BACS is an acronym standing for Bankers’ Automated Clearing System. It is one of the UK’s inter-bank transfer facilities and is used to process electronic transactions and transfers. The majority of the things processed using the BACS system are direct debits and direct credits. A direct debit is an instruction from an account holder to their bank, authorising a company to withdraw varying amounts of money. Direct Debits are used to ensure a payment can be made regularly, safely and efficiently. They are among the most common financial transactions in the world . A direct credit is effectively the opposite of a direct debit and is commonly used to transfer wages into the bank accounts of employees. Until recently, BACS was also the system at the forefront of one off online payments and payments made through the telephone. However, it was recently introduced by the Faster Payments system. The reason for this is the efficiency of Faster Payments, which processes almost instantly. What’s more is it is able to do this at any time of day, 365 days per year. BACS payments on the other hand take a minimum of 3 banking days to process. Some accounts do not allow for the use of faster payments, therefore they still rely on BACS.
    CHAPS Clearing House Automated Payment System
    As you may have guessed, CHAPS is also an acronym; it stands for Clearing House Automated Payment System, although it is rarely referred to by its full name. CHAPS is another system used for processing payments in the UK. Although anybody is able to use CHAPS, it is a system usually used by businesses in transactions involving large sums of money. Using the CHAPS systems usually incurs a charge of 25 – 30. CHAPS transfers usually process within a day and is commonly used in the purchase of property, with solicitors using the system to transfer funds between the bank accounts of the parties involved. It is also used in other high value payment scenarios. As mentioned earlier CHAPS is used to move funds inter-bank; it is used for this purpose several times a day. In order to make a payment through CHAPS, one usually has to visit your bank with a form of ID to prove your identification. Before making a CHAPS payment, it is worth checking the limit of your bank’s faster payments transfers. Faster Payments can commonly be used for transfers of up to 100,000 and it is instantaneous as well as being free. This is particularly applicable for individual users (as opposed to companies and organisations).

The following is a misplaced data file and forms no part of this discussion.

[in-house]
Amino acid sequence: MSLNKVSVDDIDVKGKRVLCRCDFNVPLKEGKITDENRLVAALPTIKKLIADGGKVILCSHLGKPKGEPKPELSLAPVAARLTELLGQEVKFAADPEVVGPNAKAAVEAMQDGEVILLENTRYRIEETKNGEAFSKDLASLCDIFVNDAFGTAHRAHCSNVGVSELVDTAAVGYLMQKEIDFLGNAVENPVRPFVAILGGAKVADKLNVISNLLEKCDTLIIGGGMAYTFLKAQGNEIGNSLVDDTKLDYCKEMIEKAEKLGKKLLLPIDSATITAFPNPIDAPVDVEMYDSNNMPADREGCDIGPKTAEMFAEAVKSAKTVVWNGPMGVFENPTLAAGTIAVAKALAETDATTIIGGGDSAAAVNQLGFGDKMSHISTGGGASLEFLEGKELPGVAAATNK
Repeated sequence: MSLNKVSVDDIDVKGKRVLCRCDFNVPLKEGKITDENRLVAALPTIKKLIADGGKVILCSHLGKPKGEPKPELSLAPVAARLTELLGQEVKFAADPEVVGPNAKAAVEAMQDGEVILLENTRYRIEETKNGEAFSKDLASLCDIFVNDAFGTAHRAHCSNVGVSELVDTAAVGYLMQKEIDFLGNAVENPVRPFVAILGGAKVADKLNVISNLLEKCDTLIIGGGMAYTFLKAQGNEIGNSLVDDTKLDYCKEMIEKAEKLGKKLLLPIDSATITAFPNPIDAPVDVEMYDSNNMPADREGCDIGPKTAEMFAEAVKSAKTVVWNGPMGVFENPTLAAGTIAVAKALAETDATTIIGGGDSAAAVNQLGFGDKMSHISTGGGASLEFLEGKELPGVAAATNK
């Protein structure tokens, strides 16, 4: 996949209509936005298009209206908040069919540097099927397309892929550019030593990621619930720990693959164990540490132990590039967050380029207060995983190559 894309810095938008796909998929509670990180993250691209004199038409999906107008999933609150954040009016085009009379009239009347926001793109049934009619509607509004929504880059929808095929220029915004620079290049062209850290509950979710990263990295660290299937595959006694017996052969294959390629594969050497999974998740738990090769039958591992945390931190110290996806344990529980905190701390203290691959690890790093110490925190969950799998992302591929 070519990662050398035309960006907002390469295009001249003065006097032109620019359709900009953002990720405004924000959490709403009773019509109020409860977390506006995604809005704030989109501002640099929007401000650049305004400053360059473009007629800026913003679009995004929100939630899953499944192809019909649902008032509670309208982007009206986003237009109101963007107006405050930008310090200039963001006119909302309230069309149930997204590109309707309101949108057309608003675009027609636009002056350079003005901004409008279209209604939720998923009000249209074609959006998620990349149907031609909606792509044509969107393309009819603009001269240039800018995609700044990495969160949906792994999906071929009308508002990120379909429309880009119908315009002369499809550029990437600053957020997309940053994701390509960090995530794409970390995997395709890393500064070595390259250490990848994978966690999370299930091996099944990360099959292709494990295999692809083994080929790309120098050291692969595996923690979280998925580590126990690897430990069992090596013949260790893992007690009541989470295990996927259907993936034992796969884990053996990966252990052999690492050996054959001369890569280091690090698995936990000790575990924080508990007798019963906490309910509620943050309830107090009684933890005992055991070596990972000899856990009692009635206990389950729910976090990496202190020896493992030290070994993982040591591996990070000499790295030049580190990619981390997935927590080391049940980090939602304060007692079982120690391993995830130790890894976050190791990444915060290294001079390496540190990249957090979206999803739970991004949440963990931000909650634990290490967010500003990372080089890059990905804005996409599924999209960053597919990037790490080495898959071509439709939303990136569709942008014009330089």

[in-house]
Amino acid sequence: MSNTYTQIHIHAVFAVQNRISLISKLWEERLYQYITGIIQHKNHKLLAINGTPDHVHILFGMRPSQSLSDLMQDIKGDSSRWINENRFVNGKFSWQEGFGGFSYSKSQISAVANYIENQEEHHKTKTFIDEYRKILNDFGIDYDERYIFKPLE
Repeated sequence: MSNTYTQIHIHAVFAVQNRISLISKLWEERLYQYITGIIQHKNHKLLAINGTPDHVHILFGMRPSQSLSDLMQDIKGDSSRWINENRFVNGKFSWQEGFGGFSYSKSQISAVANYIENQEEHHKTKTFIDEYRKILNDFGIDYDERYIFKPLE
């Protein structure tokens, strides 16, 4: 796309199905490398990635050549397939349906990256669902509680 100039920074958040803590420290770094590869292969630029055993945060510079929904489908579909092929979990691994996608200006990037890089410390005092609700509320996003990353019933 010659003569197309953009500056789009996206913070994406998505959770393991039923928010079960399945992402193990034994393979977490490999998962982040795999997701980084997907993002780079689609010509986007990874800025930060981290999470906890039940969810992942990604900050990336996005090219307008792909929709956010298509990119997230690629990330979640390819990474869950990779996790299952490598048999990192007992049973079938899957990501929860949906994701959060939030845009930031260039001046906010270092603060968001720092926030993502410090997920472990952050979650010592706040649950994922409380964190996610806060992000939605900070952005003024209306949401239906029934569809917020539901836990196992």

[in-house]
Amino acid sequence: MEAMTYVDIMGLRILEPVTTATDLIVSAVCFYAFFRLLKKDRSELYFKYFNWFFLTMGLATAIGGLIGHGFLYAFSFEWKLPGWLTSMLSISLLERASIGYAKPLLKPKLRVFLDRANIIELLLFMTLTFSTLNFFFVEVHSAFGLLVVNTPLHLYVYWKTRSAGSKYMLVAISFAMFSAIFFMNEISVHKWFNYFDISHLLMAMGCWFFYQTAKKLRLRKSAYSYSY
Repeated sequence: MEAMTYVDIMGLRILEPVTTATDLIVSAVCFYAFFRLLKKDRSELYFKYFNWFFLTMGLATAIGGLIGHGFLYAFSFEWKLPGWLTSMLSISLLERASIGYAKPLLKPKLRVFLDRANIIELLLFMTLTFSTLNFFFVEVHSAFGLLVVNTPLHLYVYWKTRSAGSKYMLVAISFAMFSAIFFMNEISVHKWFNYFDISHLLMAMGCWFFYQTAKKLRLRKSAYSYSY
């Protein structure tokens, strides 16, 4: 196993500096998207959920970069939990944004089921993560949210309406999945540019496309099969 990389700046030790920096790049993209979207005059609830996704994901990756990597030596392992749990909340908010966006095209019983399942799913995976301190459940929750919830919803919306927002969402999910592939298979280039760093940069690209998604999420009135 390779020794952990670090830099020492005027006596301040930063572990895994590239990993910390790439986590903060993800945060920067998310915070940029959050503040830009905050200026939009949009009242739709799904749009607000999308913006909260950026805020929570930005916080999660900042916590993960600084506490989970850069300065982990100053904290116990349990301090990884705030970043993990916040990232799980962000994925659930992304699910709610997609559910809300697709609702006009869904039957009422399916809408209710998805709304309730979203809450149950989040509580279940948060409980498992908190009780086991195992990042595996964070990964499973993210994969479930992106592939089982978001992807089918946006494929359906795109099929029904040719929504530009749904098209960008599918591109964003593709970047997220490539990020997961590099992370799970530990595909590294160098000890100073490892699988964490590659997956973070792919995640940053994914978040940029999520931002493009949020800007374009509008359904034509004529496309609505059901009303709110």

FPS UK Faster Payments Service
    As mentioned above, the Faster Payments service allows the general public to make payments with the funds being processed and transferred almost instantly. It is regularly used by the general public to make payments such as bills, standing orders and online transfers. The System has been in operation since 2008.
    C&CC UK Cheque and Credit Clearing
    As mentioned above, the Faster Payments service allows the general public to make payments with the funds being processed and transferred almost instantly. It is regularly used by the general public to make payments such as bills, standing orders and online transfers. The System has been in operation since 2008.
    EFT Electronic Fund Transfer
    Represents the way your business can receive direct deposit of all payments from the Commonwealth to your company bank account. Once you sign up, money comes to you directly and sooner than ever before. EFT is Fast, Safe, and means that your money will be confirmed in your bank account quicker than if you have to wait for the mail, deposit your check, and wait for the funds to become available.
    B2B Business to Busines
    SCF SEPA Cards Framework
    The SEPA Cards Framework spells out high level principles and rules which when implemented by banks, schemes, and other stakeholders, will enable European customers to use general purpose cards to make payments and cash withdrawals in euro throughout the SEPA area with the same ease and convenience as they do in their home country.
    EFTA European Free Trade Association
    ECBS European Committee for Banking Standards